Most Climategate allegations are false, although Professor Phil Jones failed to answer all requests for information, an MPs’ committee has said
Professor Phil Jones failed to respond to all the requests for data he received, according to a committee of MPs investigating the so-called Climategate emails, which were leaked or stolen from the University of East Anglia’s Climate Research Unit and used in a bid to discredit climate change science in November 2009. Despite the criticism, climate science – and Professor Jones’ scientific standing – remain solid, the MPs found.
The investigation by the House of Commons Science and Technology Committee followed earlier criticism of UEA by the Information Commissioner, saying the university had not responded to all requests for data, which they were were required to do under Freedom of Information rules. However, the requests were coming in at a rate of one per day from climate deniers, and much of the data requested was already publicly available, the committee said.
University should take blame for blocking information
The MPs put some of the blame onto the university authorities, which should have responded to the requests or referred them to published sources, instead of supporting a culture of “resisting disclosure of information to climate change sceptics”, which the committee chair Phil Willis described as “reprehensible”. Professor Jones’ handling of the queries was understandable, as he “must have found it frustrating to handle requests for data that he knew – or perceived – were motivated by a desire to seek to undermine his work”, the committee said.
The university had previously denied any obstruction of information requests, and has now published all its data, but yesterday the vice-chanceller Edward Acton accepted UEA had been “taken to task on a number of issues we are determined to address.”
The committee said that climate science should share its data more willingly and openly in future, but said Professor Jones had not manipulated data to create spurious warming, or tried to subvert the peer review process for publication of scientific papers in favour of man-made climate change.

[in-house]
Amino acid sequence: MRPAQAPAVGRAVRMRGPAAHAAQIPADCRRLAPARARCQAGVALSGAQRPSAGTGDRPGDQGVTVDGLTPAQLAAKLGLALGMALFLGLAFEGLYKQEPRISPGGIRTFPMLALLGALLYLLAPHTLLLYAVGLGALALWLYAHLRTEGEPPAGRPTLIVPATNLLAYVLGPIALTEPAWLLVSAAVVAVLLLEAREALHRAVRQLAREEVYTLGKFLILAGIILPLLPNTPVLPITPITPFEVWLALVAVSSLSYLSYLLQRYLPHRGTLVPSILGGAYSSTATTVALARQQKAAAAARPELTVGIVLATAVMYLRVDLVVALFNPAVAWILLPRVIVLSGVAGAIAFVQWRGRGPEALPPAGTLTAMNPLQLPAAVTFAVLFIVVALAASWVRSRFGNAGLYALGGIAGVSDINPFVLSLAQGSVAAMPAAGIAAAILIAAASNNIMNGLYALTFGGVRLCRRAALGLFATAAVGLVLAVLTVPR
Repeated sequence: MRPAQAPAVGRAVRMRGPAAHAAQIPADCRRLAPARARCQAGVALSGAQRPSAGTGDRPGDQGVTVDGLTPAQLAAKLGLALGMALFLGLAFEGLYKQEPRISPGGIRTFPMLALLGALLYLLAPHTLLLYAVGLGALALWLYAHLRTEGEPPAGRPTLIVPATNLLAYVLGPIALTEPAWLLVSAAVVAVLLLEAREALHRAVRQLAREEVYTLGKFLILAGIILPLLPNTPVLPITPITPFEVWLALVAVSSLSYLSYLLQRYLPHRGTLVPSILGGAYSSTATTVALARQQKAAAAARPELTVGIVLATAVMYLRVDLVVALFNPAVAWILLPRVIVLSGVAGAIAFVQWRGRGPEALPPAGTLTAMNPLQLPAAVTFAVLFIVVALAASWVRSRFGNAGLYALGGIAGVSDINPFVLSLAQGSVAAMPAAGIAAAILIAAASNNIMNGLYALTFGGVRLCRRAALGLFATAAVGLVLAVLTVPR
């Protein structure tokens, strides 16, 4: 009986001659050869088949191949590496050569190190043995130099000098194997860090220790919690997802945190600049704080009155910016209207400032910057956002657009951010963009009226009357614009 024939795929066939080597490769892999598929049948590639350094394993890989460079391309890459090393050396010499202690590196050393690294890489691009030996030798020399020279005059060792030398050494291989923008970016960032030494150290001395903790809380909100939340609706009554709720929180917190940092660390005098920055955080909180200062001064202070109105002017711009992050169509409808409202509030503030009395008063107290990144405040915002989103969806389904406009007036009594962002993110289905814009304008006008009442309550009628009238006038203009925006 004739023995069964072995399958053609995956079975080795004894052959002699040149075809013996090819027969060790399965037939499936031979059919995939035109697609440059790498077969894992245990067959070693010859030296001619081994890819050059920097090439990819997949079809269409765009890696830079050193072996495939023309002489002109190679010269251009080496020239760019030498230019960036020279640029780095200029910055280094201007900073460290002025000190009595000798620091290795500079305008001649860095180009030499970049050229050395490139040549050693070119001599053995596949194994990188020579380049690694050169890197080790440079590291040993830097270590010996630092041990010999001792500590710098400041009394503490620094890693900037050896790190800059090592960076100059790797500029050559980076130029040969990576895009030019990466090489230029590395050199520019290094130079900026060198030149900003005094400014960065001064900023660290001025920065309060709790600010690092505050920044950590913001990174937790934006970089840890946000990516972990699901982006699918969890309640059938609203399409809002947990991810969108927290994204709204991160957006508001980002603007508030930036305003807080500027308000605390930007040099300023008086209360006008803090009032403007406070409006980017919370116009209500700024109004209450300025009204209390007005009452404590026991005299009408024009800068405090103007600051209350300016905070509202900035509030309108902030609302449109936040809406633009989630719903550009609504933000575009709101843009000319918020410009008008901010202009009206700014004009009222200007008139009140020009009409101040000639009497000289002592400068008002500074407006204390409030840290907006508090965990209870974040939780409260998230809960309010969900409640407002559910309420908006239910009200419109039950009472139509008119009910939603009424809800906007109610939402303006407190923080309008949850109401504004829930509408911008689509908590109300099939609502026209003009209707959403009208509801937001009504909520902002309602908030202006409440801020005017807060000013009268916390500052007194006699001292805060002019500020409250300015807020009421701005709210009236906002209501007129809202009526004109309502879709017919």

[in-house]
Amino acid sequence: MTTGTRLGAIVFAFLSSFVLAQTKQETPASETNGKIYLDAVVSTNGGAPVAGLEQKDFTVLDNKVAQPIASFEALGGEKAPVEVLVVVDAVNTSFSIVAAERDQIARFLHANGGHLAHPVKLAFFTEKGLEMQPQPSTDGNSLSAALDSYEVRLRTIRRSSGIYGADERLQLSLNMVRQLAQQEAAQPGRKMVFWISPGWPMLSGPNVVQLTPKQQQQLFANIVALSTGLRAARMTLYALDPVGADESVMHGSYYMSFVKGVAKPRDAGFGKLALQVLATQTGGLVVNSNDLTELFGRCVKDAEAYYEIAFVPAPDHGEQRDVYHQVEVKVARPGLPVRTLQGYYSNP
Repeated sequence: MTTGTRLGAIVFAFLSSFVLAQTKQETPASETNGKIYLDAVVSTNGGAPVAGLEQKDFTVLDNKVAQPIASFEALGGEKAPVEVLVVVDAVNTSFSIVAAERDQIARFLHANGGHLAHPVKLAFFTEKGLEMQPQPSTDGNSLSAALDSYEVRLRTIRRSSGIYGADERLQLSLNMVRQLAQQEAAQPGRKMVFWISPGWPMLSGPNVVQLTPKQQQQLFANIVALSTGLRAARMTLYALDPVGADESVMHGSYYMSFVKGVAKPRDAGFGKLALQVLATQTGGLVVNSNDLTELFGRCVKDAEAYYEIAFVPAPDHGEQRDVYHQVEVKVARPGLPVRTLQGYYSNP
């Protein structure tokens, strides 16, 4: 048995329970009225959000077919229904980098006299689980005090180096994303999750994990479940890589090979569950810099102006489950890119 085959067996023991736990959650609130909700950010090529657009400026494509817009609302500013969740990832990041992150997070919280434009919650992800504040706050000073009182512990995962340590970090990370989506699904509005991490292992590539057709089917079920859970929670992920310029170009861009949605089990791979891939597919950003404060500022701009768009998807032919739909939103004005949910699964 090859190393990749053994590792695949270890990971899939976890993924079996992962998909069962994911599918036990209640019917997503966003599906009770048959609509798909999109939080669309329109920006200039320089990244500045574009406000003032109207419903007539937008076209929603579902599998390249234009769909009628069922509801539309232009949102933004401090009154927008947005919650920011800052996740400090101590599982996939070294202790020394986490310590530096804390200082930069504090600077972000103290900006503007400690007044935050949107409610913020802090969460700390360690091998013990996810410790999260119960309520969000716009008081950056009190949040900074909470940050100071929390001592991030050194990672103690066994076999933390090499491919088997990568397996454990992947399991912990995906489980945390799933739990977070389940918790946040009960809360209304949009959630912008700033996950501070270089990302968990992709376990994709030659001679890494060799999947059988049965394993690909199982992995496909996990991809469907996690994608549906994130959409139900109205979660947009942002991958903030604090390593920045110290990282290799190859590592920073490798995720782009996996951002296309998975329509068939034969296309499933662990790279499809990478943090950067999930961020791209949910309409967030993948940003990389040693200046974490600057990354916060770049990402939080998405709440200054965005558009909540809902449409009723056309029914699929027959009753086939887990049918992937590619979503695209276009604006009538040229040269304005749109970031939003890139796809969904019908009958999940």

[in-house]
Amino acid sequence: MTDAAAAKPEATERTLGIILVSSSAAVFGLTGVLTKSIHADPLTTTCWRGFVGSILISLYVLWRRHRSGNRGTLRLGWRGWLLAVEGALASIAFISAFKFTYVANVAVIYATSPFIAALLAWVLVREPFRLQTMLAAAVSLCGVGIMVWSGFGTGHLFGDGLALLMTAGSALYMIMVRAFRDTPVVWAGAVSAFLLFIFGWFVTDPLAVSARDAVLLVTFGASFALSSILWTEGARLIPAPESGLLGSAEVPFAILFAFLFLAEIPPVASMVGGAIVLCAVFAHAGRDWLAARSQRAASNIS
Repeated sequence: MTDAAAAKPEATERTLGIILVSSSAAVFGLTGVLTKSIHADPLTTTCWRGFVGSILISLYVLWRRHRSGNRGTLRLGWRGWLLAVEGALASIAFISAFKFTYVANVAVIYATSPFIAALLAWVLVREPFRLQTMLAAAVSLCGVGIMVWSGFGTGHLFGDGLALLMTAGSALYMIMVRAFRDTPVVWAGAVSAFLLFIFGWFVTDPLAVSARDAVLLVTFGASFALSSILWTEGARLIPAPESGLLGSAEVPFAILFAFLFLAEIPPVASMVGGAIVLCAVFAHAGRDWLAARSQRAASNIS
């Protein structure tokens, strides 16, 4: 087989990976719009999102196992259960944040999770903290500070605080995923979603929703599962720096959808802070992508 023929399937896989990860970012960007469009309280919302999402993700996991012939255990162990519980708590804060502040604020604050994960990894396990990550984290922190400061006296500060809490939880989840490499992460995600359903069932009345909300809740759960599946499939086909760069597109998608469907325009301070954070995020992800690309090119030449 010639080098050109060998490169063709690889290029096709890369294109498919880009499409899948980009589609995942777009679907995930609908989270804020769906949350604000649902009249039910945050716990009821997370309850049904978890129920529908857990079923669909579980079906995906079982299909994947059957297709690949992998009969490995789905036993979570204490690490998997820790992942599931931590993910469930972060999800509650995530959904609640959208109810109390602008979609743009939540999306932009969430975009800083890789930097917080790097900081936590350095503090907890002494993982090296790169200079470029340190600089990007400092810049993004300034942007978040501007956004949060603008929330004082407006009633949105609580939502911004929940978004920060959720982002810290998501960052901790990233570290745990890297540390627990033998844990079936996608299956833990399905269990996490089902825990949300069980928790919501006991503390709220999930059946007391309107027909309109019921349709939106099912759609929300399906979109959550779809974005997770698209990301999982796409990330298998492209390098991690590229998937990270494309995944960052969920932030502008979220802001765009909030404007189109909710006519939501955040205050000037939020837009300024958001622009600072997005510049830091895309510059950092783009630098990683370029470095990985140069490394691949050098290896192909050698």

The “trick” discussed in the emails, which has been seized on by climate change deniers as evidence of faking, is in fact a way to handle data to make it more reliable not less, said the committee. And Jones’ comments on scientific papers were outside the actual peer review process. “Academics should not be criticised for making informal comments on academic papers,” said the report.
The emails, which were released illegally in November are still being scrutinised by two more independent reviews, one of which was set up by the university and is being chaired by Sir Muir Russell, the other set up by the UN’s Intergovernmental Panel on Climate Change (IPCC).
Should inquiries include sceptics?
One member of the committee said he thought the other inquiries ought to include a climate sceptic to get a balanced view, according to the BBC. “There should be a reputable scientist on the panel [who is] sceptical about man-made global warming,” said Labour’s Graham Stringer. “If we are trying to establish credibility this would be preferable.”
The liberal democrat science spokesman Dr Evan Harris, said that scientific inquiries are inherently sceptical and adding an opponent to the mix would hinder the inquiries’ work.
Overall, the Climategate storm has failed to expose any significant problems with climate science, and the CRU’s work is duplicated by two other laboratories. However, observers have suggested it helped produce a change in public opinion which was a major factor in the failure of the UN’s Copenhagen summit on climate change. Although the UK is bringing in emissions trading this week in the CRC regulations, similar legislation has been stalled in the US.